While this is listed as fantasy or horror or magical realism, it read to me as a kind of fable about ignorance about technology in a kind of lost future. There’s the famous Arthur C Clarke idea about technology “Any sufficiently advanced technology is indistinguishable from magic.” And I think that’s at play here. In a village, which feels like a kind of post-apocalyptic (and the kind of fall is not spelled out here) we have healers working with patients to cure them of illnesses. The novel is told through a series of narrators, and is narrated as from behind a fog that never really lifts, and so we’re left to figure out a lot on our own, whatever there is to figure out.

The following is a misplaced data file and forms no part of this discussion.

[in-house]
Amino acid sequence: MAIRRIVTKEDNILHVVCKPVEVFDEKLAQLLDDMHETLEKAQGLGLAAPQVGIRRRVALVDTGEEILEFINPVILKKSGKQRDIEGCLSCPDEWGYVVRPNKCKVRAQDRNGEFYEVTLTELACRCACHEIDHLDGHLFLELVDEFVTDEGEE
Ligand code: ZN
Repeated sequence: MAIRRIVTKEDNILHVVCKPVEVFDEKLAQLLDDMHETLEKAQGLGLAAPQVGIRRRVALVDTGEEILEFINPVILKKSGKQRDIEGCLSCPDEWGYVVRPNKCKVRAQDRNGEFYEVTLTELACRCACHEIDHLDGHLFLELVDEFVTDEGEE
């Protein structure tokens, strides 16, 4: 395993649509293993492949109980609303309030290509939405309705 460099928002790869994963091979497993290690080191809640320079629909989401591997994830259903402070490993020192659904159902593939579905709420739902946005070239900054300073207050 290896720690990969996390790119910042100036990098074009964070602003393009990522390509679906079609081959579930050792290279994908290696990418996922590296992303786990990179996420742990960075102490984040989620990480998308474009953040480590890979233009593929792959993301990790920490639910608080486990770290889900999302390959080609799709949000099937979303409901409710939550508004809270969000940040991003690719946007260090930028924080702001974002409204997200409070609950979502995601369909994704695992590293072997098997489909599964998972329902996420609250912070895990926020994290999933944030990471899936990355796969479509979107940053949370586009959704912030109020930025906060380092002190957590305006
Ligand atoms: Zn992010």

So I choose to read this book as a kind science fiction book similar to Walter Tevis’s Mockingbird or Leigh Brackett’s The Long Tomorrow, both of which involve a future in which most humans have lost the knowledge of human technology to the point where that technology takes on these kinds of emotionally oppressive qualities. In Brackett’s novel, it’s treated as a kind of heresy, and in Tevis’s as something not worth paying attention to. Here it’s more Brackett’s.
The issues then here is that the book dwells in this fog for long past the time to move on with it. So I feel like this novel is in a kind of caught-between state of being too long for a short story/novella, and not long enough for a novel, and this uncomfortable middle wears thin before too long. The cover is great though.